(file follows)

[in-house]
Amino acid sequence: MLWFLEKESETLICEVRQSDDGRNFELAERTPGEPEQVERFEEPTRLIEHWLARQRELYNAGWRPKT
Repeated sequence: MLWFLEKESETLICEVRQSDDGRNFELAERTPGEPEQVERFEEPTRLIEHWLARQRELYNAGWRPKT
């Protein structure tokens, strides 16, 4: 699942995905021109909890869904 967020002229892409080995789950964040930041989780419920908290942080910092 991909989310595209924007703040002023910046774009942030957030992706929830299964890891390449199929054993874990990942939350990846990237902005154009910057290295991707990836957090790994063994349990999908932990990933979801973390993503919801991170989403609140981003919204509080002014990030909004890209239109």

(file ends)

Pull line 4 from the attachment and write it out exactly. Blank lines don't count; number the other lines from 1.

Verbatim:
């Protein structure tokens, strides 16, 4: 699942995905021109909890869904 967020002229892409080995789950964040930041989780419920908290942080910092 991909989310595209924007703040002023910046774009942030957030992706929830299964890891390449199929054993874990990942939350990846990237902005154009910057290295991707990836957090790994063994349990999908932990990933979801973390993503919801991170989403609140981003919204509080002014990030909004890209239109």